International tax reform of multinational enterprises: The European Union's contribution

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published on 29 June 2022 | reading time approx. 8 minutes

 

In the context of the Base Erosion and Profit Shifting (“BEPS”) project regarding the tax chal­lenges of the digital economy, the OECD has engaged works to reform the international tax­ation of multinational enterprises (“MNE”) through a two-pillar solution (Pillar 1 and Pillar 2). In parallel to the OECD’s BEPS project, the European Union (“EU”) launched initiatives to reform the international taxation at the EU level. The European Commission proposed directives on 21 March 2018 on the temporary introduction of a tax on digital services and on the modification of the rules on corporate taxation at EU level in order to adapt them to digital firms. Nevertheless, these proposals were not adopted, due to a lack of consensus between EU Member States.

 

   

The European Commission expressed its willingness to renew its efforts when it announced its work plan through a Communication of 18 May 2021 on Business Taxation for the 21st Century. Indeed, the EU reiterated its intention to implement the OECD guidelines laid down in Pillar 2 and, above all, its willingness to go beyond the OECD's efforts by tackling actively the misuse of shell entities for tax purposes.
 
In this context, the European Commission issued two proposals for directives on 22 December 2021:

 

I. Proposal for a directive on ensuring a global minimum level of taxation for multi-national groups in the Union (Pillar 2 transposition)

One of the main measures of Pillar 2 is to introduce a minimum tax rate of 15 per cent. This measure is based on the application of the Global anti-Erosion Rules (hereinafter “GloBE”) including:

  • An income inclusion rule (“IIR”) which allows the residence State of the ultimate parent entity (“UPE”) to levy an additional tax equal to the difference between the minimum tax rate (15 per cent) and the effective tax rate on the profits of its subsidiaries (or “Constituent Entity”);
  • A subsidiary rule related to the undertaxed profits (“UTPR”) which denies the deduction or requires an equivalent adjustment where the income of a constituent entity is taxed below the minimum tax rate of 15 per ceent and is not covered by the IIR at the UPE level.

 

The multinational enterprises (“MNE”) affected are those with a consolidated turnover of more than 750 million euros.
 
Pillar 2 introduces the subject to tax rule (hereinafter “STTR”) which allows the source jurisdictions of an income to levy a withholding tax on a cross-border payment if the taxation of such income in the beneficiary's hands is lower than 9 per cent. The STTR will be implemented through international conventions and, as announced by the European Commission in its Communication dated 18 May 2021, requires an adaptation of the Interest and Royalty Directive, which was the subject of a proposal for amendment in 2011 and was never adopted.
 
The European Commission was particularly involved in the international tax discussions related to the two-pillar solution. The European Council was largely in favour to find a global solution regarding the MNE's corporate taxation.
 
The main divergence of the EU Proposal compared to the Pillar 2 approach described by the OECD in its Statement on a two–pillar solution to address the tax challenges arising from the digitalisation of the economy dated 8 October 2021 is the following:

  • Within the EU, any Member State in which the effective tax rate of a member company of an international group is less than 15 per cent may itself remedy this under-taxation by levying an additional national tax (whereas, according to the OECD, it is the sole responsibility of the State where the parent company is located).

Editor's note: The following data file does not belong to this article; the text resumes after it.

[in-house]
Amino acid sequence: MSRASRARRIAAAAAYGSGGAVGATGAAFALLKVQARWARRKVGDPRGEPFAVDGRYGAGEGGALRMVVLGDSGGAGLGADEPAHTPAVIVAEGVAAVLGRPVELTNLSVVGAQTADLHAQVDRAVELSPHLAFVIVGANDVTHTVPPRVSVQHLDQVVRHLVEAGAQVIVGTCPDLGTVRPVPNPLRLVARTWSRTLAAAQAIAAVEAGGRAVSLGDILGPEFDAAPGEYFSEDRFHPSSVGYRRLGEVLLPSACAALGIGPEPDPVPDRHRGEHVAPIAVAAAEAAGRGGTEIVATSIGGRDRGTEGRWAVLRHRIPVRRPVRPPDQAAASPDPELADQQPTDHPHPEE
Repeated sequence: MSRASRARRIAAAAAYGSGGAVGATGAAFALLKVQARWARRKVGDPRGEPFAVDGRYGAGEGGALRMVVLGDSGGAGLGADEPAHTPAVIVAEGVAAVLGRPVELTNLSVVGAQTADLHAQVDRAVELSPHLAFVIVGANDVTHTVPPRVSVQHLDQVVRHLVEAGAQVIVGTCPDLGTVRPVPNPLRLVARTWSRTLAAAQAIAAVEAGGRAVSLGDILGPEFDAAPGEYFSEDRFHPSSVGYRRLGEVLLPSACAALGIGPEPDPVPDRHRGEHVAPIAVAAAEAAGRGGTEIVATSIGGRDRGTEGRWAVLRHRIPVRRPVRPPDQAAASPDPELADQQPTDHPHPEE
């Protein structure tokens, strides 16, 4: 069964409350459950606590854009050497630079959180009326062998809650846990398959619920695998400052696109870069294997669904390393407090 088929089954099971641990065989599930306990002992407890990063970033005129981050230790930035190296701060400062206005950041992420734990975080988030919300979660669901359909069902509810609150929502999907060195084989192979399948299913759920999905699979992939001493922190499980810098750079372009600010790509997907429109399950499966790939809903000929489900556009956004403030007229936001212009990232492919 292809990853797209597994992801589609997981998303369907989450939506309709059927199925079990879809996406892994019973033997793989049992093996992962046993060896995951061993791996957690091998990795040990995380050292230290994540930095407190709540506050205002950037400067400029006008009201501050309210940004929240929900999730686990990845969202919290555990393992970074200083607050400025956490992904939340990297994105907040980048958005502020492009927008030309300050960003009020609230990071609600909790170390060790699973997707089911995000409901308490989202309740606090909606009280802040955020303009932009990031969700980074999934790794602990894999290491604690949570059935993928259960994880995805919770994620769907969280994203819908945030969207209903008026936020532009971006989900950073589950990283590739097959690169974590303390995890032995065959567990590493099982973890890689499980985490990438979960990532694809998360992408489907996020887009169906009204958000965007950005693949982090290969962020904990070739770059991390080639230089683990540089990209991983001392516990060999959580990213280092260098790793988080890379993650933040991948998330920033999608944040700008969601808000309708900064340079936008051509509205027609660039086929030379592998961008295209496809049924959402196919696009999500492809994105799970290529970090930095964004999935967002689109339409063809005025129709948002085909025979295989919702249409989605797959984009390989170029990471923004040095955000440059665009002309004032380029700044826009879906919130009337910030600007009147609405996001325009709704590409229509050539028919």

Regarding the coordination between the Proposal for a Directive on Pillar 2 and the anti-tax avoidance directive (so called “ATAD”), the European Commission clarified that the IIR and the controlled foreign company (“CFC”) rules should both apply, without modification of the latter.
 
The implementation of the Proposal for a Directive is scheduled for 31 December 2023 (according to a compromise text published on 12 March 2022), except for the UTPR, which is deferred to financial years beginning after 31 December 2024.
 
All Member States need to reach unanimous consensus within the EU Council to adopt a directive in the field of taxation. Compromises are currently under negotiation to ensure that all Member States will agree the Proposal for a Directive (e.g., additional delay when the number of UPE in a Member State does not exceed a determined threshold).
 
The EU's current efforts on international corporate tax reform also include the struggle against the misuse of shell entities for tax purposes.
 

II. Proposal for a Directive to prevent the misuse of shell entities for tax purposes

According to the Communication from the European Commission dated 18 May 2021, the Proposal for a Directive, so called ATAD 3, was an opportunity to affirm EU's willingness to work further than the OECD framework.
 
In line with the previous directives related to the struggle against tax avoidance practices (ATAD 1 and ATAD 2), the aim of ATAD 3 is to bring an end to the misuse of shell entities for tax purposes by identifying them and thereby excluding them from the tax benefits granted to companies located within the EU. Companies which are considered as shell entities are those ‘which have minimal or no substantial presence and economic activity’ according to the European Commission.
 
Companies which fall within the scope of the Proposal for a Directive are companies which are considered to be resident for tax purposes in a Member State and which fulfil the conditions for obtaining a certificate of tax residence in that Member State.
 
The deadline for transposition of the Proposal for a Directive is 30 June 2023 with entry into force on 1 January 2024.
 
In order to reach the aim defined by the European Commission, ATAD 3 is based on successive steps which are described below.
 

Identification of shell companies: A forward and backward movement between the taxpayer and the tax authorities